There is so much about the people that lived centuries before us that is shrouded in mystery. There might be things that might be just under our noses and we would still not be able to find them. And what better place to find these kinds of things than an ancient mansion.
There are several places that have ancient artifacts and things hidden but a medieval mansion is one with a plethora of artifacts hidden inside them. No one would have thought that a volunteer working on an ancient estate like this would come across something of great relevance that gave a glimpse into the lives of the medieval people.
A 5-year-old restoration project was started by the National Trust at Knole in the year 2014. The project was a highly funded one and a surplus of 20 million pounds was invested in the project and the project aimed at restoring and conserving the building and along with it, all the historical items that were located on the estate.
A major portion of the funds that were being invested in the project was being provided by the Heritage Lottery Fund. Heritage Lottery Funds donates some of National Lottery’s profit to the projects like these which work on preserving heritage around the U.K. Various teams were allocated to restore and preserve the artwork that was found in the various rooms that consisted of vases, furniture, and antique paintings.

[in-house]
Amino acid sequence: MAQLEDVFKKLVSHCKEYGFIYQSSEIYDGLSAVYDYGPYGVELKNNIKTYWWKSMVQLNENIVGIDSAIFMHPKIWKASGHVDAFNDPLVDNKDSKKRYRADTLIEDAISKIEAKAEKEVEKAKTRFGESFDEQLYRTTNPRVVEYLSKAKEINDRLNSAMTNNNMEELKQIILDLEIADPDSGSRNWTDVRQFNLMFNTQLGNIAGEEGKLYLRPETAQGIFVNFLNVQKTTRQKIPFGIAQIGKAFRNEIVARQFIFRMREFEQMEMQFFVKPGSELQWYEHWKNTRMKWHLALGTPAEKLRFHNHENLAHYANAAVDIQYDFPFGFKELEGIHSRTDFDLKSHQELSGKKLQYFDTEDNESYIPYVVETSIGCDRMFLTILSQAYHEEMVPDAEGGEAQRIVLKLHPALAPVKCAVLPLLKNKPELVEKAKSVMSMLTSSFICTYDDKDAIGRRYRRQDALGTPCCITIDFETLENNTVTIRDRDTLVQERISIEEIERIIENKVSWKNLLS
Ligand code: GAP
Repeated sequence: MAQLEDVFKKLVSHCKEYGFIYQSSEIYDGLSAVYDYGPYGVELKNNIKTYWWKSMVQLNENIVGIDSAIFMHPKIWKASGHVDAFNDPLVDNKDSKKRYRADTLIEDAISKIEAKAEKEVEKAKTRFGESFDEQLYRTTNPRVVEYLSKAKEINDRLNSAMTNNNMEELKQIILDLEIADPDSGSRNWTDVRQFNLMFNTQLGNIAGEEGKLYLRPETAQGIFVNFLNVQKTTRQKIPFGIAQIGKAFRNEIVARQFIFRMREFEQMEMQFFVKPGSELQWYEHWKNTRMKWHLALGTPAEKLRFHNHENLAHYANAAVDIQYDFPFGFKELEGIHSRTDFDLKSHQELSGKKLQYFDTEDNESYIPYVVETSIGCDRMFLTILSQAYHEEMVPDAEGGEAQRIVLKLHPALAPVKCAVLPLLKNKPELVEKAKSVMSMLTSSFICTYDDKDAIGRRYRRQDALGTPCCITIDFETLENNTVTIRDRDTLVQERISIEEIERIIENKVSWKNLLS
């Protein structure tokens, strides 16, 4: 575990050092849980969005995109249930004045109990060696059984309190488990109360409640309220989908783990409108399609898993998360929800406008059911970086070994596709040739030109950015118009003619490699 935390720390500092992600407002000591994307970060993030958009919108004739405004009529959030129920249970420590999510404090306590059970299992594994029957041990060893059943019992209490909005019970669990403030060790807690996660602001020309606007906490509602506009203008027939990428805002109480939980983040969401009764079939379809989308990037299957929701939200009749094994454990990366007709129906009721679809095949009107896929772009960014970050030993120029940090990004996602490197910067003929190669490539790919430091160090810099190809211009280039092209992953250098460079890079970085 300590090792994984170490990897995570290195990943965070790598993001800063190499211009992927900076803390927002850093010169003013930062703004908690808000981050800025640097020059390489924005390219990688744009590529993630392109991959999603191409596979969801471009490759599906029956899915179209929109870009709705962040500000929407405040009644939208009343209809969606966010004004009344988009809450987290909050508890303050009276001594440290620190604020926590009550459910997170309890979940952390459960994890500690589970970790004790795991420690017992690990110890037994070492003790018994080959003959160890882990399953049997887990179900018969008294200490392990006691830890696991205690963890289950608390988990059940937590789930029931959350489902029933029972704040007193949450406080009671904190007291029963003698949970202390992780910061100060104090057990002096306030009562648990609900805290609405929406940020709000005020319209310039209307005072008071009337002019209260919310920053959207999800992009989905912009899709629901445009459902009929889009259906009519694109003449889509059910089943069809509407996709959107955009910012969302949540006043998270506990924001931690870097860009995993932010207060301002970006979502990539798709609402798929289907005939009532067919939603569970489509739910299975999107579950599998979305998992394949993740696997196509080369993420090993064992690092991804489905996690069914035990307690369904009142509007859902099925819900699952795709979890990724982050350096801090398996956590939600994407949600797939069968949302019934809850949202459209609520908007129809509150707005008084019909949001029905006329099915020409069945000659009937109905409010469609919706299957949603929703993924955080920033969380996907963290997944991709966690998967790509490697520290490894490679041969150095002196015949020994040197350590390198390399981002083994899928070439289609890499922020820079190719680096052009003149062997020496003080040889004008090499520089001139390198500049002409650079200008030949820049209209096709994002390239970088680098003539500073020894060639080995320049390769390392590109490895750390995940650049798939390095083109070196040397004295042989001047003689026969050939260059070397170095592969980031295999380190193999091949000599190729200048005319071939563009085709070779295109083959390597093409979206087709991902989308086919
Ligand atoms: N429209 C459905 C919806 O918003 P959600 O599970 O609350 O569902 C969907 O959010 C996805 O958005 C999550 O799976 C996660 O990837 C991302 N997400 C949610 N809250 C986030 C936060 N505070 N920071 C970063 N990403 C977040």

Knole is the name of the mansion that is located on a manor that goes by the same name that spreads across 1,000 years in Sevenoaks, which is one of the districts of Kentish countryside. The construction of the mansion dates back to the mid-15 century but its first records are in 1290.
The manor saw many changes in ownership in the next one and a half-century and it has always been with people of great importance like clergymen, nobles, and royalty. The manor belonged to Henry VII who handed it down to his successors and Elizabeth I. And this is one of the reasons why you can still find the original portrait made of the Tudors and I am not talking about the Television series.
The Sackville family
In the year 1637, the whole estate was bequeathed to the 5th Earl of Dorset, Richard Sackville. And since that day the estate has always remained with his descendants. This manor and the mansion have been a witness to the progress of human history.
A Small Country
England took a country that was small and connected by the sea too and completely converted into an empire that was to last for the hundreds of years that were to come. And while England was expanding, so was Sacksvilles too and added great showrooms so that they could display their wealth.